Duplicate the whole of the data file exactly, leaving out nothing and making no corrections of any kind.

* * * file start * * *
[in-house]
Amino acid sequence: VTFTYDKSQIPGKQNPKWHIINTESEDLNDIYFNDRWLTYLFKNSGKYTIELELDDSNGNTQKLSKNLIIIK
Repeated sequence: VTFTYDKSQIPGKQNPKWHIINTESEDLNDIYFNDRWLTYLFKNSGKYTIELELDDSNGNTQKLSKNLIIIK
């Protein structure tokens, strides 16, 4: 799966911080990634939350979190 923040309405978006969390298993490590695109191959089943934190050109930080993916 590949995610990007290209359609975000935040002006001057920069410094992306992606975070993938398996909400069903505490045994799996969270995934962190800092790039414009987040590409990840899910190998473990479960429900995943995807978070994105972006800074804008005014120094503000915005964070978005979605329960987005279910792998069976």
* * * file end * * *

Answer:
[in-house]
Amino acid sequence: VTFTYDKSQIPGKQNPKWHIINTESEDLNDIYFNDRWLTYLFKNSGKYTIELELDDSNGNTQKLSKNLIIIK
Repeated sequence: VTFTYDKSQIPGKQNPKWHIINTESEDLNDIYFNDRWLTYLFKNSGKYTIELELDDSNGNTQKLSKNLIIIK
């Protein structure tokens, strides 16, 4: 799966911080990634939350979190 923040309405978006969390298993490590695109191959089943934190050109930080993916 590949995610990007290209359609975000935040002006001057920069410094992306992606975070993938398996909400069903505490045994799996969270995934962190800092790039414009987040590409990840899910190998473990479960429900995943995807978070994105972006800074804008005014120094503000915005964070978005979605329960987005279910792998069976």